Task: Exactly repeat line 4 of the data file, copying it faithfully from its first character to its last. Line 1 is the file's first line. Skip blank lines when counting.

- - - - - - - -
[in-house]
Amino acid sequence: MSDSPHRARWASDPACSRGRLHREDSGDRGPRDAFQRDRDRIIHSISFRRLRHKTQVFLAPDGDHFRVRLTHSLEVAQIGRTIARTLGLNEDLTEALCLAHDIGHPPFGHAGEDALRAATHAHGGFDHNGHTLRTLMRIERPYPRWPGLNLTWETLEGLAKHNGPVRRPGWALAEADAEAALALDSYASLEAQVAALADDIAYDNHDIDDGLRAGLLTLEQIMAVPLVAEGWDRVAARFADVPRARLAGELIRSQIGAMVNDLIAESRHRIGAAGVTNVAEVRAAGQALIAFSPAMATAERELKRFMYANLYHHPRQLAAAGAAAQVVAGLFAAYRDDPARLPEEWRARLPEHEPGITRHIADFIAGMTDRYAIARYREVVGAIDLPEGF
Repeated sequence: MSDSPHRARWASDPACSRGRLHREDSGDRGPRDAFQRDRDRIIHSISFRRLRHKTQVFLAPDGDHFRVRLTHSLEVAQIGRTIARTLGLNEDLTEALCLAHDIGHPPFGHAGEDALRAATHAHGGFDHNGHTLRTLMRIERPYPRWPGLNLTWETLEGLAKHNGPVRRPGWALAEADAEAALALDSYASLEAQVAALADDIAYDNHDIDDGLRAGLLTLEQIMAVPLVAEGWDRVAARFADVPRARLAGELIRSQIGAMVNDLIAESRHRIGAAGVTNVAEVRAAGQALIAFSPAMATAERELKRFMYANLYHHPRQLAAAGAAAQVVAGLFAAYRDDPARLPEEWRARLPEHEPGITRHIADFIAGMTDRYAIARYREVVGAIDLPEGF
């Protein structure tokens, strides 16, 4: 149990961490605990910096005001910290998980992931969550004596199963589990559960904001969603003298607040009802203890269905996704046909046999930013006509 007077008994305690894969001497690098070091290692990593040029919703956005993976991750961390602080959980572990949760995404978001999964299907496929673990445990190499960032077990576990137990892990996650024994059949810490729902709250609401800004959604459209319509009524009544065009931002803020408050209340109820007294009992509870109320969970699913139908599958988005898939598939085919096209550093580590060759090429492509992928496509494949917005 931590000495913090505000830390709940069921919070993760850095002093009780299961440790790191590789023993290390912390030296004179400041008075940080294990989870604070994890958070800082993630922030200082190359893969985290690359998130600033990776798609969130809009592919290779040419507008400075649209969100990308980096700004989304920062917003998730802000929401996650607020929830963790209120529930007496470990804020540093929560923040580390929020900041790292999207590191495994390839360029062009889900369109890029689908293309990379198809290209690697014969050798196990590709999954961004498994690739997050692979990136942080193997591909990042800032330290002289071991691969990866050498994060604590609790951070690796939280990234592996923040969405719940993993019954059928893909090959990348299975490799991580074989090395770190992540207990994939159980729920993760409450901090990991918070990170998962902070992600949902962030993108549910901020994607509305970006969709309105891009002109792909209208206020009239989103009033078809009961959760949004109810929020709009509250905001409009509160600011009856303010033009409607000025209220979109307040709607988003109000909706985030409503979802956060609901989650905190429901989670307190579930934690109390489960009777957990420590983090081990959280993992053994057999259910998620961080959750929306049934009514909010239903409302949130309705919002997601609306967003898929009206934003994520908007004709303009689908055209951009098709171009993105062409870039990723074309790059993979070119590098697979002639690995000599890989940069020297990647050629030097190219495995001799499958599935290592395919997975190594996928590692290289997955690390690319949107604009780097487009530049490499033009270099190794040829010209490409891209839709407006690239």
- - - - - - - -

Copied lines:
């Protein structure tokens, strides 16, 4: 149990961490605990910096005001910290998980992931969550004596199963589990559960904001969603003298607040009802203890269905996704046909046999930013006509 007077008994305690894969001497690098070091290692990593040029919703956005993976991750961390602080959980572990949760995404978001999964299907496929673990445990190499960032077990576990137990892990996650024994059949810490729902709250609401800004959604459209319509009524009544065009931002803020408050209340109820007294009992509870109320969970699913139908599958988005898939598939085919096209550093580590060759090429492509992928496509494949917005 931590000495913090505000830390709940069921919070993760850095002093009780299961440790790191590789023993290390912390030296004179400041008075940080294990989870604070994890958070800082993630922030200082190359893969985290690359998130600033990776798609969130809009592919290779040419507008400075649209969100990308980096700004989304920062917003998730802000929401996650607020929830963790209120529930007496470990804020540093929560923040580390929020900041790292999207590191495994390839360029062009889900369109890029689908293309990379198809290209690697014969050798196990590709999954961004498994690739997050692979990136942080193997591909990042800032330290002289071991691969990866050498994060604590609790951070690796939280990234592996923040969405719940993993019954059928893909090959990348299975490799991580074989090395770190992540207990994939159980729920993760409450901090990991918070990170998962902070992600949902962030993108549910901020994607509305970006969709309105891009002109792909209208206020009239989103009033078809009961959760949004109810929020709009509250905001409009509160600011009856303010033009409607000025209220979109307040709607988003109000909706985030409503979802956060609901989650905190429901989670307190579930934690109390489960009777957990420590983090081990959280993992053994057999259910998620961080959750929306049934009514909010239903409302949130309705919002997601609306967003898929009206934003994520908007004709303009689908055209951009098709171009993105062409870039990723074309790059993979070119590098697979002639690995000599890989940069020297990647050629030097190219495995001799499958599935290592395919997975190594996928590692290289997955690390690319949107604009780097487009530049490499033009270099190794040829010209490409891209839709407006690239």